November 17 - December 8, 2017.
Andrew King, Enterprise Show Print, Conklin Shows: World's Finest Shows, ca. 1912 - 1944, woodblock print on paper.
Come One, Come All
Andrew King has been hailed as “a major figure in Western Canadian and North American printing history”.1 Indeed he is famously remembered for his striking three-colour circus show prints, which ran from the early 1910s up until he retired early in 1958, with the sale of The Estevan Mercury and King Show Print, to a company in Liverpool, England. His career in the printing business was lifelong and diverse.
The son of Scottish immigrants, Robert King and Janet Agnes Blair, Andrew was the only of the King’s five children to have been born in Canada. In his memoir, Pen, Paper & Printing Ink, King recalls his fascination with the written word starting early. His mother had worked for a time with an Edinburgh publishing house, and her stories so captured his imagination that as a young boy he would endeavour to reproduce moveable typeface by carving letters into the ends of bits of wood.2
King himself may not have regarded his endeavours as artistic pursuits. He collaborated with G. H. W. (Herb) Ashley on various prints3 and was being commissioned to created specific prints advertising for a myriad of events, fairs, sales, and midways. It was a very lucrative business for him.
Enterprise Show Print, installation detail, carnival poster, ca. 1912 - 1944.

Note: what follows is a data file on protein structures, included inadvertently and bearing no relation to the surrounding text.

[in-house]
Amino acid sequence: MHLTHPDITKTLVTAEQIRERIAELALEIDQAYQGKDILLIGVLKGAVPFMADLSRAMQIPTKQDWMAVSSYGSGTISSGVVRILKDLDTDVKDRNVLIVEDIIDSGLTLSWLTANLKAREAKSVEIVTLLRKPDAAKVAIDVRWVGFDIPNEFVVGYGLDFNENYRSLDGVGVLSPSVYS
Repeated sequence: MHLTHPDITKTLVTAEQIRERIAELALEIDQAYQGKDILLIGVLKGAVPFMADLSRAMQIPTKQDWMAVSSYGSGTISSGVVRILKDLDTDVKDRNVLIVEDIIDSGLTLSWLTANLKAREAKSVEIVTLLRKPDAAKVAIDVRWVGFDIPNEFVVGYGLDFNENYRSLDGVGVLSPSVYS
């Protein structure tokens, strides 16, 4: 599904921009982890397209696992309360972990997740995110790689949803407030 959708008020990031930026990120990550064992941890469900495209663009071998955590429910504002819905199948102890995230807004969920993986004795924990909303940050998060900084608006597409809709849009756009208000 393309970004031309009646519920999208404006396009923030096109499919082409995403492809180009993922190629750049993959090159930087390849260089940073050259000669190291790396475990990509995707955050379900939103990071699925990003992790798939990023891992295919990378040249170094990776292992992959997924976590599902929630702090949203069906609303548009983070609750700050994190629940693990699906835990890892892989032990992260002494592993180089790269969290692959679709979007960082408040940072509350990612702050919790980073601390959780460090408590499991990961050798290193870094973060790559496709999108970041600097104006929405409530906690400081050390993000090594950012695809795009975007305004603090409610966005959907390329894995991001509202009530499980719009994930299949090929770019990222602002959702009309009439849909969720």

King’s notorious entrance into the colourful world of show printing came about as a matter of happenstance. He became aware of an opportunity that seemed a logical extension of his weekly newspaper publishing business. The story famously goes that on one fateful day, King happened to strike up a conversation with the promotional agent for a touring theatrical company “whose advertising posters had gone astray”.4 The agent’s misfortune and subsequent dismay at the inability to procure replacement advertisements for his delayed shipment had planted a seed in King’s mind.
There was an obvious lack of printing services available on the prairies to accommodate the sudden demand to replace or produce promotional materials. King wondered, why not offer such a service in Rouleau?5 Rouleau was conveniently situated along a major rail line, which would easily facilitate his poster orders being shipped far and wide across Canada.
However, King did not immediately have the necessary skill set. He painstakingly set about teaching himself how to carve effective and eye-catching designs and text out of woodblocks. There was no limit to the size of the advert King could make, from larger than life tigers springing across a completely covered barn side along a railroad track, to printing 21cm x 13.5cm notebooks for judging competitions.
Andrew King , installation detail of two wood printing blocks for a fair, blue and yellow, ca. 1912 - 1958.
King’s printing business was a major success. His sons Bill and Stirling went on to assist in this business, becoming proficient woodcarvers like their father.6 His daughter, Jessie McBain, recalled the stability her father’s show print business brought her family during the turbulent times of the 1930s, of summers spent being loaded up into the family car and trekking out to collect payments for services rendered.7